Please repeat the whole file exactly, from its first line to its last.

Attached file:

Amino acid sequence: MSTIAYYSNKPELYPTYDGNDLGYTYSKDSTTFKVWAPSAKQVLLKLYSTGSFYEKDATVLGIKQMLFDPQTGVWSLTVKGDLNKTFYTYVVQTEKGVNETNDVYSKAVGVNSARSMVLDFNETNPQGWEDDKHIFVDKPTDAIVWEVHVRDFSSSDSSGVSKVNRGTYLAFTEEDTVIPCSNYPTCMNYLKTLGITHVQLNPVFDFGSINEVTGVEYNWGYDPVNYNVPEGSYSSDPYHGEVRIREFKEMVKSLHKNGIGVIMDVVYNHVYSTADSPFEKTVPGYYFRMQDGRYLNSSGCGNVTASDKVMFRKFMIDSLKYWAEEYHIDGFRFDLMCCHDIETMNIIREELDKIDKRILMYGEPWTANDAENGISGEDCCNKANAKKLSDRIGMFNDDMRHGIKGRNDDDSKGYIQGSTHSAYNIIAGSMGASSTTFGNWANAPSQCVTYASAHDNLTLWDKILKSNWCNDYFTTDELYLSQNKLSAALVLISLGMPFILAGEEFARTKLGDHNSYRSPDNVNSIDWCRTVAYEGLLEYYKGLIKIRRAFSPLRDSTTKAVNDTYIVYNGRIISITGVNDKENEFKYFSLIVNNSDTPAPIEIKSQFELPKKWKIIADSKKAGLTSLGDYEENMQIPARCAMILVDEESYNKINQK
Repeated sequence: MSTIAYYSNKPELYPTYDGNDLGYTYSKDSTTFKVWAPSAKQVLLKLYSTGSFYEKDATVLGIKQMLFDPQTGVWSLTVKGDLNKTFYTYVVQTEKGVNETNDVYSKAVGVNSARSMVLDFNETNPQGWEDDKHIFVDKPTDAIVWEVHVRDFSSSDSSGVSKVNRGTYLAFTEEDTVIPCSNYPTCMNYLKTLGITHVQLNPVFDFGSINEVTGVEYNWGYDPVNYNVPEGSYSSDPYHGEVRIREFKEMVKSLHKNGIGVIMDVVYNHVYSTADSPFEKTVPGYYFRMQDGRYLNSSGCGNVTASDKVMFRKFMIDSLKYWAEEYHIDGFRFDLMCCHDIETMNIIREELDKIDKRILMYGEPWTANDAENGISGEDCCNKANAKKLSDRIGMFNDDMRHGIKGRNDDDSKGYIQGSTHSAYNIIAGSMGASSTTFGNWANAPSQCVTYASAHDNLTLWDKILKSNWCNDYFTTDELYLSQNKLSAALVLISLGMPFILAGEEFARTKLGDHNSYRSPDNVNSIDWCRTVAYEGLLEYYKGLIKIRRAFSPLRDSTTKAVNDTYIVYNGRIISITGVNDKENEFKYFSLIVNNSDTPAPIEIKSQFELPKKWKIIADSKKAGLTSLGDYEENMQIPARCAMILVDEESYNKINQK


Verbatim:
Amino acid sequence: MSTIAYYSNKPELYPTYDGNDLGYTYSKDSTTFKVWAPSAKQVLLKLYSTGSFYEKDATVLGIKQMLFDPQTGVWSLTVKGDLNKTFYTYVVQTEKGVNETNDVYSKAVGVNSARSMVLDFNETNPQGWEDDKHIFVDKPTDAIVWEVHVRDFSSSDSSGVSKVNRGTYLAFTEEDTVIPCSNYPTCMNYLKTLGITHVQLNPVFDFGSINEVTGVEYNWGYDPVNYNVPEGSYSSDPYHGEVRIREFKEMVKSLHKNGIGVIMDVVYNHVYSTADSPFEKTVPGYYFRMQDGRYLNSSGCGNVTASDKVMFRKFMIDSLKYWAEEYHIDGFRFDLMCCHDIETMNIIREELDKIDKRILMYGEPWTANDAENGISGEDCCNKANAKKLSDRIGMFNDDMRHGIKGRNDDDSKGYIQGSTHSAYNIIAGSMGASSTTFGNWANAPSQCVTYASAHDNLTLWDKILKSNWCNDYFTTDELYLSQNKLSAALVLISLGMPFILAGEEFARTKLGDHNSYRSPDNVNSIDWCRTVAYEGLLEYYKGLIKIRRAFSPLRDSTTKAVNDTYIVYNGRIISITGVNDKENEFKYFSLIVNNSDTPAPIEIKSQFELPKKWKIIADSKKAGLTSLGDYEENMQIPARCAMILVDEESYNKINQK
Repeated sequence: MSTIAYYSNKPELYPTYDGNDLGYTYSKDSTTFKVWAPSAKQVLLKLYSTGSFYEKDATVLGIKQMLFDPQTGVWSLTVKGDLNKTFYTYVVQTEKGVNETNDVYSKAVGVNSARSMVLDFNETNPQGWEDDKHIFVDKPTDAIVWEVHVRDFSSSDSSGVSKVNRGTYLAFTEEDTVIPCSNYPTCMNYLKTLGITHVQLNPVFDFGSINEVTGVEYNWGYDPVNYNVPEGSYSSDPYHGEVRIREFKEMVKSLHKNGIGVIMDVVYNHVYSTADSPFEKTVPGYYFRMQDGRYLNSSGCGNVTASDKVMFRKFMIDSLKYWAEEYHIDGFRFDLMCCHDIETMNIIREELDKIDKRILMYGEPWTANDAENGISGEDCCNKANAKKLSDRIGMFNDDMRHGIKGRNDDDSKGYIQGSTHSAYNIIAGSMGASSTTFGNWANAPSQCVTYASAHDNLTLWDKILKSNWCNDYFTTDELYLSQNKLSAALVLISLGMPFILAGEEFARTKLGDHNSYRSPDNVNSIDWCRTVAYEGLLEYYKGLIKIRRAFSPLRDSTTKAVNDTYIVYNGRIISITGVNDKENEFKYFSLIVNNSDTPAPIEIKSQFELPKKWKIIADSKKAGLTSLGDYEENMQIPARCAMILVDEESYNKINQK